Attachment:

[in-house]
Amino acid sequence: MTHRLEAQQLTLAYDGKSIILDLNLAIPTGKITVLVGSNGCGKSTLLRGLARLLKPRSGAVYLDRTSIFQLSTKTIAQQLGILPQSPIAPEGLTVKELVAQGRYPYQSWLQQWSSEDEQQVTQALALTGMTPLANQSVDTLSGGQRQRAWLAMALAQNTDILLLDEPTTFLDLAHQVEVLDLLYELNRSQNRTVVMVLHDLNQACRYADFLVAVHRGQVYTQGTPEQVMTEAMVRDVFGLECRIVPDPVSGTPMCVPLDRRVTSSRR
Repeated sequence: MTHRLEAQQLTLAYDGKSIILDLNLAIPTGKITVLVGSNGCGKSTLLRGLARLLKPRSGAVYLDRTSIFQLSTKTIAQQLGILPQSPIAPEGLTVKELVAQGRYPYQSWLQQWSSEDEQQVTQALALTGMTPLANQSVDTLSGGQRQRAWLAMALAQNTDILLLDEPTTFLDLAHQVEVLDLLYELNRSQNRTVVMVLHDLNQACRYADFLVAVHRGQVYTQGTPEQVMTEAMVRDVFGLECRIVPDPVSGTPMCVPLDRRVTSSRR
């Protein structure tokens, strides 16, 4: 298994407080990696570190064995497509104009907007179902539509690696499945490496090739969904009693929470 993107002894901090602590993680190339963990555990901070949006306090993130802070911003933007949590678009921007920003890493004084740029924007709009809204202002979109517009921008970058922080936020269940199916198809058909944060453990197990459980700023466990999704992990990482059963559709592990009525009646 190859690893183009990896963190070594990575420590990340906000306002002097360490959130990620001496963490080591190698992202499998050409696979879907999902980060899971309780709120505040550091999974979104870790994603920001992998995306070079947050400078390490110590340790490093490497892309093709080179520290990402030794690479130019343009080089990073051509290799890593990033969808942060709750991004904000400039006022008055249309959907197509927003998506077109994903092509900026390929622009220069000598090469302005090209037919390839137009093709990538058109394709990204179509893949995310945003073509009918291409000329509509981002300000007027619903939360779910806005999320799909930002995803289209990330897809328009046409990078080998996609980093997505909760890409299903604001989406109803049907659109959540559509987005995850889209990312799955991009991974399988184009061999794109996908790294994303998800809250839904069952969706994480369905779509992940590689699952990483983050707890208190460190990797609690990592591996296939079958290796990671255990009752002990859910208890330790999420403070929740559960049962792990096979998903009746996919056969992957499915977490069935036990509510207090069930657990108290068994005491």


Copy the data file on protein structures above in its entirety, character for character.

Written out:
[in-house]
Amino acid sequence: MTHRLEAQQLTLAYDGKSIILDLNLAIPTGKITVLVGSNGCGKSTLLRGLARLLKPRSGAVYLDRTSIFQLSTKTIAQQLGILPQSPIAPEGLTVKELVAQGRYPYQSWLQQWSSEDEQQVTQALALTGMTPLANQSVDTLSGGQRQRAWLAMALAQNTDILLLDEPTTFLDLAHQVEVLDLLYELNRSQNRTVVMVLHDLNQACRYADFLVAVHRGQVYTQGTPEQVMTEAMVRDVFGLECRIVPDPVSGTPMCVPLDRRVTSSRR
Repeated sequence: MTHRLEAQQLTLAYDGKSIILDLNLAIPTGKITVLVGSNGCGKSTLLRGLARLLKPRSGAVYLDRTSIFQLSTKTIAQQLGILPQSPIAPEGLTVKELVAQGRYPYQSWLQQWSSEDEQQVTQALALTGMTPLANQSVDTLSGGQRQRAWLAMALAQNTDILLLDEPTTFLDLAHQVEVLDLLYELNRSQNRTVVMVLHDLNQACRYADFLVAVHRGQVYTQGTPEQVMTEAMVRDVFGLECRIVPDPVSGTPMCVPLDRRVTSSRR
């Protein structure tokens, strides 16, 4: 298994407080990696570190064995497509104009907007179902539509690696499945490496090739969904009693929470 993107002894901090602590993680190339963990555990901070949006306090993130802070911003933007949590678009921007920003890493004084740029924007709009809204202002979109517009921008970058922080936020269940199916198809058909944060453990197990459980700023466990999704992990990482059963559709592990009525009646 190859690893183009990896963190070594990575420590990340906000306002002097360490959130990620001496963490080591190698992202499998050409696979879907999902980060899971309780709120505040550091999974979104870790994603920001992998995306070079947050400078390490110590340790490093490497892309093709080179520290990402030794690479130019343009080089990073051509290799890593990033969808942060709750991004904000400039006022008055249309959907197509927003998506077109994903092509900026390929622009220069000598090469302005090209037919390839137009093709990538058109394709990204179509893949995310945003073509009918291409000329509509981002300000007027619903939360779910806005999320799909930002995803289209990330897809328009046409990078080998996609980093997505909760890409299903604001989406109803049907659109959540559509987005995850889209990312799955991009991974399988184009061999794109996908790294994303998800809250839904069952969706994480369905779509992940590689699952990483983050707890208190460190990797609690990592591996296939079958290796990671255990009752002990859910208890330790999420403070929740559960049962792990096979998903009746996919056969992957499915977490069935036990509510207090069930657990108290068994005491």